How to begin longer poses

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This topic contains 10 replies, has 3 voices, and was last updated by  mianewarcher 6 months, 2 weeks ago.

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  • #9420

    gizmalley
    Member

    Hi!
    I know somebody already asked this question, but there wasn’t really an answer, so I’m going to try again. ;-)
    When I do short gesture poses, I just start with a few lines indicating the general flow of the gesture. It works fine. But it doesn’t usually show the exact outline of the body.
    Now, with longer poses, I’m never sure what to do. If I start with those same lines for the 25 minute pose, I’m sure they’re going to get in the way sooner or later and I’ll want to erase them, as on the 25 minute pose I’d want to start adding detail and shading.
    So would I start those long differently than the short ones? Or begin them the same way and just keep building and building? I get the feeling, when I do that, the drawing gets messy (as the first quick lines aren’t the outlines of the shape.
    Anyone understand what I mean? How do you do longer poses?
    Thanks!
    :-)
    Anya

    #9421

    CeriH
    Member

    Hi Anya, I have the same difficulty to be honest as it has taken me a lot to go into line drawing because I want to get so detailed. On Wysp another practice site they use a frame. So they start with the lines then place the head the ribcage and pelvic area in circles and broad shapes and then you hang the rest of the figure on that. It is a nice way of doing it. I’d recommend you check that out. There are a few free guides there and some paid.
    That’s how I think I’m going to approach the longer poses but not too sure just yet.

    #9428

    gizmalley
    Member

    Hi CeriH,
    where did you find that info on Wysp? Info?
    Thanks! :-)
    Anya

    #9431

    CeriH
    Member

    http://www.wysp.ws/practice/

    If you type that into your search bar you should get to it. Some nice little online lessons there.

    #9432

    CeriH
    Member

    In the Learn section there is a course library. There is no course mode but you can set the number of drawings you do and you can set the amount of minutes you want to spend on each drawing. In the Female anatomy lessons there are images that show a broad outline of head, ribcage, pelvis, and then it goes into more detail in an image next to it…so you can go over your lines and then in another image it shows how it ought to look without the guidelines and with detail. It’s great to follow for tips on how to set out your composition.

    The hands lessons has something similar but it starts off with guides and then they slowly fade to be more detailed drawing and you can follow. Wysp records your progress (you rate your drawing from ‘didn’t get it’ to ‘nailed it’ and based on that it gives you a percentage of how far you are in the course.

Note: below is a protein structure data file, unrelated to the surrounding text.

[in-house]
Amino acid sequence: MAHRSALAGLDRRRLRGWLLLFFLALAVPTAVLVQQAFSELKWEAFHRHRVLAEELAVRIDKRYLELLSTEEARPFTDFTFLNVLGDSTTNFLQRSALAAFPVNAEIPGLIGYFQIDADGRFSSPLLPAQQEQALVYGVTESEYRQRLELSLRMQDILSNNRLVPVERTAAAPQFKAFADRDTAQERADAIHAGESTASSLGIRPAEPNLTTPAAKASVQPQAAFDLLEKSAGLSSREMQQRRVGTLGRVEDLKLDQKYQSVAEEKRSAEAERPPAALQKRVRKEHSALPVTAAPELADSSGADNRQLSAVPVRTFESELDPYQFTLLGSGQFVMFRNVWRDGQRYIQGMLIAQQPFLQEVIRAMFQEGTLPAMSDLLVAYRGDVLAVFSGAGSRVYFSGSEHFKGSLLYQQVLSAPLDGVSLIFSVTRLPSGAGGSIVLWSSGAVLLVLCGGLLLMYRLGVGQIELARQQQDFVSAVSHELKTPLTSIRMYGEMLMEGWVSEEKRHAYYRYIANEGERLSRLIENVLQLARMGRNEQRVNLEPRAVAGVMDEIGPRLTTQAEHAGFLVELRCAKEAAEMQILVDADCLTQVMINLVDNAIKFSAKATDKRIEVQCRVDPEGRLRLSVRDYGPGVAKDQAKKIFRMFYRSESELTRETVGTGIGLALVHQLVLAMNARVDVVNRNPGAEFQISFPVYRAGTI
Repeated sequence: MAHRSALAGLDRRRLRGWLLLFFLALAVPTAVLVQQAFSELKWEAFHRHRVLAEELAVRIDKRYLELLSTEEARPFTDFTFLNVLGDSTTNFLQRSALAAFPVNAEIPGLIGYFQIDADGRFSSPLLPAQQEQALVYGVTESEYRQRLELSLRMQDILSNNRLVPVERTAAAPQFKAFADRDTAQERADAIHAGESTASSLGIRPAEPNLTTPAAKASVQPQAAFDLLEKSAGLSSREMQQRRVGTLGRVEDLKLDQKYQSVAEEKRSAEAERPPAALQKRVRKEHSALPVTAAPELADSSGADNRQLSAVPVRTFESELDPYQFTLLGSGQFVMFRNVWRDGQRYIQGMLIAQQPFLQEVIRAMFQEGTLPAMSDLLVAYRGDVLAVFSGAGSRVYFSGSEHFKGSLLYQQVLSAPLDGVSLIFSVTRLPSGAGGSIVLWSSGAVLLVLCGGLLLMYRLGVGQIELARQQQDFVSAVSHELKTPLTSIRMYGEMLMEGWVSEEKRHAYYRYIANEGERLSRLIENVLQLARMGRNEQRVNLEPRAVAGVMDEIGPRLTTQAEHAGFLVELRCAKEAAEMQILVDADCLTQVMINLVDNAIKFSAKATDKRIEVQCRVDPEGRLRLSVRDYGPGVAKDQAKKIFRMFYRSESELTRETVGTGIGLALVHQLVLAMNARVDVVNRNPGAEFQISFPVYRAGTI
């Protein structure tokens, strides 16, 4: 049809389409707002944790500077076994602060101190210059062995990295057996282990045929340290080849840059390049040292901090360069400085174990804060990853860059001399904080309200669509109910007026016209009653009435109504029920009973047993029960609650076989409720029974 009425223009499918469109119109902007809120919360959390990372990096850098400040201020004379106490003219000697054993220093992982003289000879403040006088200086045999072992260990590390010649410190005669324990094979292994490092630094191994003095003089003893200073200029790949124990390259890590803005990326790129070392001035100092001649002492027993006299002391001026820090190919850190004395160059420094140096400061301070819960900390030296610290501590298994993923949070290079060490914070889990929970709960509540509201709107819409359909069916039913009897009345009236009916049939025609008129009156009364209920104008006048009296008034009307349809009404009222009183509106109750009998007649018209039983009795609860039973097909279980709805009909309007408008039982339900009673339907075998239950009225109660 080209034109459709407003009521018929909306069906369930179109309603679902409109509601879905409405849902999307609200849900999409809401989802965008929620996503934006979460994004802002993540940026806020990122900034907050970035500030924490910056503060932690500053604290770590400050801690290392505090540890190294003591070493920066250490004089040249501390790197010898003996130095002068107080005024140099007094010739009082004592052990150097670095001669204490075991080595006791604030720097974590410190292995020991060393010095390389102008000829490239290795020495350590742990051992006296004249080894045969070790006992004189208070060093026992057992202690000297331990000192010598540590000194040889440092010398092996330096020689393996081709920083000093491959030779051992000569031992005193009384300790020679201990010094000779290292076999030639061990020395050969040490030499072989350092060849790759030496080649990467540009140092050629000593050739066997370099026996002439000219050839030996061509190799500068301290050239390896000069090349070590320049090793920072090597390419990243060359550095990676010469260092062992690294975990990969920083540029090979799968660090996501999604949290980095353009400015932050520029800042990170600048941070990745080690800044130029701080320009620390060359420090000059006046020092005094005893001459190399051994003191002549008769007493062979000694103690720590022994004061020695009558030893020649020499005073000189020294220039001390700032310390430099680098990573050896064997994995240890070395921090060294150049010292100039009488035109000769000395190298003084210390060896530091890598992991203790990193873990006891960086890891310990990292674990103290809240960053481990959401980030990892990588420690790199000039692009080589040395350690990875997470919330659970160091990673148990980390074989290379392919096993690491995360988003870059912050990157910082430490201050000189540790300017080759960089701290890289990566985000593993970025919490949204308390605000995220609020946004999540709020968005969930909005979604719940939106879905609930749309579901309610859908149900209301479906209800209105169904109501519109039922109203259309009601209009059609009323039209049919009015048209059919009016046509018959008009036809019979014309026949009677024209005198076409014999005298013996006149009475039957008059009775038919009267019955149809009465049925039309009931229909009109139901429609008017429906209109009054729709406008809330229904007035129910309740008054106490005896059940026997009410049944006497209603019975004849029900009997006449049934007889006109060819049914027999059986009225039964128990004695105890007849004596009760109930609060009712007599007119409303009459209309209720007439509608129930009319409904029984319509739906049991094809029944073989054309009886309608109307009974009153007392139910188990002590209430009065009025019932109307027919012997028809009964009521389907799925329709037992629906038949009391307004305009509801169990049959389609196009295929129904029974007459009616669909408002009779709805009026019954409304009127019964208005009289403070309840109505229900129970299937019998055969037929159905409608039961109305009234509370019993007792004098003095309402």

It also shows how much time you have spent on it and how many skills you have mastered.

    #9499

    mianewarcher
    Member

    Hi Anya,
    When you do a longer study you have more time to analyse the object or figure you are drawing.
    So when you do this you want to spend the first 5 to 10 mins(depending on the length of the study) to “set up” your drawing. What this does is gives you a solid foundation to build a beautiful extended study that does not get awkwardly cropped off because of poor placement on the page.

    To start off your extended study, draw a loose light gesture to place the figure on the page and get the flow of the pose down.
    Next, you want to start finding the directions of the major body masses and lightly sketching them in with just a simple straight line.
    Moving on you start building up the body masses with either blocks or cylinders(keeping it light so you can keep building the drawing), always measuring distance and watching the negative space around your subject.
    From this stage, you can start to add in your anatomy, minor/placements of details, and begin to block in some rough tones. At this point, you should be near the end of your drawing and should be tightening up your details and shading.

    This is just a basic walkthrough of setting up an extended study. If you want an example of the process I can like you to my instagram account. I hope this helps out a little. Sorry if I sounded a little too much like I was lecturing you. I just really love teaching life drawing and would be happy to help out in any way if you have any questions.

    #9502

    gizmalley
    Member

    @mianewarcher:
    Thanks so much for this detailed answer! It was very helpful. I’d love to see an example, but I don’t have instagram.

    #9510

    mianewarcher
    Member

    @gizmalley
    No worries, you do not need to have an instagram account to view the images.
    Sample

    The sample above, if you click through the images you will see the progression of an extended drawing.
    This was done in pen as a demo. Usually, I would take a little longer to nail down the proportions and draw in pencil to lift unneeded pencil marks as the drawing progresses.

    #9511

    gizmalley
    Member

    Awesome! Thanks so much! It’s quite different from the way I work. I like it!! :-)

    #9512

    gizmalley
    Member

    I like the one line thing. I usually go for outlines right away. I see now that I shouldn’t!

    #9513

    mianewarcher
    Member

    You are most welcome! Always try to work from the inside out. It really helps to get your proportions and pose down faster.
    Let me know if you have any other questions. I’m always happy to help.
    :)

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